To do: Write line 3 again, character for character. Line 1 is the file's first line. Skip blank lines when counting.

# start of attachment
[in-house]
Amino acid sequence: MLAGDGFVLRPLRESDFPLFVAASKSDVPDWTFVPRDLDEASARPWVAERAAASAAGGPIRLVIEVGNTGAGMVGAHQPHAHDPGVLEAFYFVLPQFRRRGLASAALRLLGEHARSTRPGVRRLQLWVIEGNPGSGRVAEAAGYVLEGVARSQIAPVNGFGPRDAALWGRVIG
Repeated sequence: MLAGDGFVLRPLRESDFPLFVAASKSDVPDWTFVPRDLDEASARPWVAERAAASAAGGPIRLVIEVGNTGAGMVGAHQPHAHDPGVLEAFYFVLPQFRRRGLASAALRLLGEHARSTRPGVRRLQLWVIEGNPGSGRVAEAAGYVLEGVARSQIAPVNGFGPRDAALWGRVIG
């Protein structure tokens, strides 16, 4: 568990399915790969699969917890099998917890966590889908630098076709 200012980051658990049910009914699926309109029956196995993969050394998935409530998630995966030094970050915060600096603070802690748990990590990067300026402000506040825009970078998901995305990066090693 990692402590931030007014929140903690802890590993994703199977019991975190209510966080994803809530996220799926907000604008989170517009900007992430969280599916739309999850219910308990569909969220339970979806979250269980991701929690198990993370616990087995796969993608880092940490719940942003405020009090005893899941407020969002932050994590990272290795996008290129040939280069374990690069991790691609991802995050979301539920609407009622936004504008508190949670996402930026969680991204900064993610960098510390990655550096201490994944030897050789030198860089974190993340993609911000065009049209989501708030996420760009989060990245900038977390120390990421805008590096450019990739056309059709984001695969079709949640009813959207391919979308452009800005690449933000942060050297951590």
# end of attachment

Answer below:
Repeated sequence: MLAGDGFVLRPLRESDFPLFVAASKSDVPDWTFVPRDLDEASARPWVAERAAASAAGGPIRLVIEVGNTGAGMVGAHQPHAHDPGVLEAFYFVLPQFRRRGLASAALRLLGEHARSTRPGVRRLQLWVIEGNPGSGRVAEAAGYVLEGVARSQIAPVNGFGPRDAALWGRVIG